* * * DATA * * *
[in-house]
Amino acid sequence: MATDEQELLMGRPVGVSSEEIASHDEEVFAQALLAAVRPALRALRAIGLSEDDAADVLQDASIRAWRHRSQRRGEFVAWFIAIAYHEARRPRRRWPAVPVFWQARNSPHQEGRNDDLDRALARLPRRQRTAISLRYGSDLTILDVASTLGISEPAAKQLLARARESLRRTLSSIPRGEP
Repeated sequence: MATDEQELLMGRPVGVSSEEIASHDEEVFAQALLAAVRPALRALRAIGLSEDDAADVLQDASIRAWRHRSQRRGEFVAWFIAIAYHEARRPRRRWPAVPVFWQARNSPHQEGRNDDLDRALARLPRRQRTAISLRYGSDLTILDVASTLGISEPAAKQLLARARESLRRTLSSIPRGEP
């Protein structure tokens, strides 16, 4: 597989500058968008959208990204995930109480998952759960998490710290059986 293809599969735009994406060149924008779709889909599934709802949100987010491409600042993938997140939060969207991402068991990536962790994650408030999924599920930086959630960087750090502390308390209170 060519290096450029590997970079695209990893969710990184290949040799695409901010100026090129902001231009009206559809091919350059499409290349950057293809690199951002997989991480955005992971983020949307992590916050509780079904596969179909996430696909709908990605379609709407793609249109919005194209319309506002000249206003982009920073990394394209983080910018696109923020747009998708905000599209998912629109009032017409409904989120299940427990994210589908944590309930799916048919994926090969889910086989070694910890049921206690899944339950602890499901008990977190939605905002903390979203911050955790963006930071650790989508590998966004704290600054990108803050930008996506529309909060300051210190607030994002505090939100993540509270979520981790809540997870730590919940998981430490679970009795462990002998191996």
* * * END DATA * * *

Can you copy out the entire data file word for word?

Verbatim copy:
[in-house]
Amino acid sequence: MATDEQELLMGRPVGVSSEEIASHDEEVFAQALLAAVRPALRALRAIGLSEDDAADVLQDASIRAWRHRSQRRGEFVAWFIAIAYHEARRPRRRWPAVPVFWQARNSPHQEGRNDDLDRALARLPRRQRTAISLRYGSDLTILDVASTLGISEPAAKQLLARARESLRRTLSSIPRGEP
Repeated sequence: MATDEQELLMGRPVGVSSEEIASHDEEVFAQALLAAVRPALRALRAIGLSEDDAADVLQDASIRAWRHRSQRRGEFVAWFIAIAYHEARRPRRRWPAVPVFWQARNSPHQEGRNDDLDRALARLPRRQRTAISLRYGSDLTILDVASTLGISEPAAKQLLARARESLRRTLSSIPRGEP
């Protein structure tokens, strides 16, 4: 597989500058968008959208990204995930109480998952759960998490710290059986 293809599969735009994406060149924008779709889909599934709802949100987010491409600042993938997140939060969207991402068991990536962790994650408030999924599920930086959630960087750090502390308390209170 060519290096450029590997970079695209990893969710990184290949040799695409901010100026090129902001231009009206559809091919350059499409290349950057293809690199951002997989991480955005992971983020949307992590916050509780079904596969179909996430696909709908990605379609709407793609249109919005194209319309506002000249206003982009920073990394394209983080910018696109923020747009998708905000599209998912629109009032017409409904989120299940427990994210589908944590309930799916048919994926090969889910086989070694910890049921206690899944339950602890499901008990977190939605905002903390979203911050955790963006930071650790989508590998966004704290600054990108803050930008996506529309909060300051210190607030994002505090939100993540509270979520981790809540997870730590919940998981430490679970009795462990002998191996």